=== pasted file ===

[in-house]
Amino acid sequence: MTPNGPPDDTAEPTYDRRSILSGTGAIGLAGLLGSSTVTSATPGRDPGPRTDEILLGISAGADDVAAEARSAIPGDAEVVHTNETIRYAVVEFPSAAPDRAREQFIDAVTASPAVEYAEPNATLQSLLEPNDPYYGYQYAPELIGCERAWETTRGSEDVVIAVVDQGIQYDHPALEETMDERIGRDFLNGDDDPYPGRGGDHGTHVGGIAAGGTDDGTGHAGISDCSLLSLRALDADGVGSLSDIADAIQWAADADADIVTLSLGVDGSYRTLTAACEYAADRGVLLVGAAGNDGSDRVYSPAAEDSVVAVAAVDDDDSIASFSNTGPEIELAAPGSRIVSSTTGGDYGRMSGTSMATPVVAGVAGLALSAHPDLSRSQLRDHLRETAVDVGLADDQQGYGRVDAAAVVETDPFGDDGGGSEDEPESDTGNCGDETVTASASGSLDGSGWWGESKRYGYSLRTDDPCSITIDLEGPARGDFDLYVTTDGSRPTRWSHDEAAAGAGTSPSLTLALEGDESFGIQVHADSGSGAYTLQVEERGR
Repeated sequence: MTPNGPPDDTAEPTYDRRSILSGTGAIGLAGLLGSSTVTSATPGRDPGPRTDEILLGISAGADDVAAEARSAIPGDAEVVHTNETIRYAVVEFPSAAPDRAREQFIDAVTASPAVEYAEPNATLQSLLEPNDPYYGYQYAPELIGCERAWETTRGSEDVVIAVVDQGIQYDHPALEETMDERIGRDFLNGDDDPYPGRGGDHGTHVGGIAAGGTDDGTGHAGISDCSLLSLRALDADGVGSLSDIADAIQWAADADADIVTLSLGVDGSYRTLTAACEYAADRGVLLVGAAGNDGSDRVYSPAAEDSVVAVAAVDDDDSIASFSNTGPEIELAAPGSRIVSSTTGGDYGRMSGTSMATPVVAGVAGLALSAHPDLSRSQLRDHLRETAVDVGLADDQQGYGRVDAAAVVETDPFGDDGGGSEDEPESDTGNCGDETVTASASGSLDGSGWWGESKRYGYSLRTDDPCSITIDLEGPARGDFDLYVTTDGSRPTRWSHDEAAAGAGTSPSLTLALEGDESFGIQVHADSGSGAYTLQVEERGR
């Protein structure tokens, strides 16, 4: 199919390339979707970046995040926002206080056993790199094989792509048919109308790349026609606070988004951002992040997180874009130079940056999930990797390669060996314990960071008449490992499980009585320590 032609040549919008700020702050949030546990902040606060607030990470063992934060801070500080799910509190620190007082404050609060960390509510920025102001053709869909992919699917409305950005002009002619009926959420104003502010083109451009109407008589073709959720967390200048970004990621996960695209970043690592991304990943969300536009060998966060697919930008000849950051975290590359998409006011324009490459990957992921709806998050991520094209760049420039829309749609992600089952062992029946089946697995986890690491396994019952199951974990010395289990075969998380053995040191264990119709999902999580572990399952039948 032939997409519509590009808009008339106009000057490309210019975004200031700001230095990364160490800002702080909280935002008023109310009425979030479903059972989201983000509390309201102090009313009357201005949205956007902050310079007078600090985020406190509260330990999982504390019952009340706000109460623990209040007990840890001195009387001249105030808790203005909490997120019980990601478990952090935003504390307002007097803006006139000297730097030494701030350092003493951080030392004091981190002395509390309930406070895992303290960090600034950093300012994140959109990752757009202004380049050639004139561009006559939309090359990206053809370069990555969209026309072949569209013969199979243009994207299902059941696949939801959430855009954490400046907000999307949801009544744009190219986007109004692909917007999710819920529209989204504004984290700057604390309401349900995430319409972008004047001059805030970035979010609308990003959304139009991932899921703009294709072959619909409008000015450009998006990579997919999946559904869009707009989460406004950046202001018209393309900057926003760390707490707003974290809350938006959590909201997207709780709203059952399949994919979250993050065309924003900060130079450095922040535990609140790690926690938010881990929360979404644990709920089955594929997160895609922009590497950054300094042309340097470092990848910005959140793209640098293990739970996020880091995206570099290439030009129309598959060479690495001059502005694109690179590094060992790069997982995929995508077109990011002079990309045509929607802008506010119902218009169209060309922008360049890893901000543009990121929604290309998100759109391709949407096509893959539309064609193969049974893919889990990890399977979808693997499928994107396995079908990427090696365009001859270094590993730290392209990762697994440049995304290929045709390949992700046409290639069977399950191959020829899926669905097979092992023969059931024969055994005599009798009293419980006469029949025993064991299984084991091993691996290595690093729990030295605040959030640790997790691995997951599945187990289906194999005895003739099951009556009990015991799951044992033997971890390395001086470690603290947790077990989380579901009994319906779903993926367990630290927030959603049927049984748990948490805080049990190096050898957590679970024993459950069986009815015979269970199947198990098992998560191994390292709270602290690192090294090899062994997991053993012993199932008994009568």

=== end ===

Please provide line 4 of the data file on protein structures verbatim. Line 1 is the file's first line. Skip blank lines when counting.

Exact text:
């Protein structure tokens, strides 16, 4: 199919390339979707970046995040926002206080056993790199094989792509048919109308790349026609606070988004951002992040997180874009130079940056999930990797390669060996314990960071008449490992499980009585320590 032609040549919008700020702050949030546990902040606060607030990470063992934060801070500080799910509190620190007082404050609060960390509510920025102001053709869909992919699917409305950005002009002619009926959420104003502010083109451009109407008589073709959720967390200048970004990621996960695209970043690592991304990943969300536009060998966060697919930008000849950051975290590359998409006011324009490459990957992921709806998050991520094209760049420039829309749609992600089952062992029946089946697995986890690491396994019952199951974990010395289990075969998380053995040191264990119709999902999580572990399952039948 032939997409519509590009808009008339106009000057490309210019975004200031700001230095990364160490800002702080909280935002008023109310009425979030479903059972989201983000509390309201102090009313009357201005949205956007902050310079007078600090985020406190509260330990999982504390019952009340706000109460623990209040007990840890001195009387001249105030808790203005909490997120019980990601478990952090935003504390307002007097803006006139000297730097030494701030350092003493951080030392004091981190002395509390309930406070895992303290960090600034950093300012994140959109990752757009202004380049050639004139561009006559939309090359990206053809370069990555969209026309072949569209013969199979243009994207299902059941696949939801959430855009954490400046907000999307949801009544744009190219986007109004692909917007999710819920529209989204504004984290700057604390309401349900995430319409972008004047001059805030970035979010609308990003959304139009991932899921703009294709072959619909409008000015450009998006990579997919999946559904869009707009989460406004950046202001018209393309900057926003760390707490707003974290809350938006959590909201997207709780709203059952399949994919979250993050065309924003900060130079450095922040535990609140790690926690938010881990929360979404644990709920089955594929997160895609922009590497950054300094042309340097470092990848910005959140793209640098293990739970996020880091995206570099290439030009129309598959060479690495001059502005694109690179590094060992790069997982995929995508077109990011002079990309045509929607802008506010119902218009169209060309922008360049890893901000543009990121929604290309998100759109391709949407096509893959539309064609193969049974893919889990990890399977979808693997499928994107396995079908990427090696365009001859270094590993730290392209990762697994440049995304290929045709390949992700046409290639069977399950191959020829899926669905097979092992023969059931024969055994005599009798009293419980006469029949025993064991299984084991091993691996290595690093729990030295605040959030640790997790691995997951599945187990289906194999005895003739099951009556009990015991799951044992033997971890390395001086470690603290947790077990989380579901009994319906779903993926367990630290927030959603049927049984748990948490805080049990190096050898957590679970024993459950069986009815015979269970199947198990098992998560191994390292709270602290690192090294090899062994997991053993012993199932008994009568």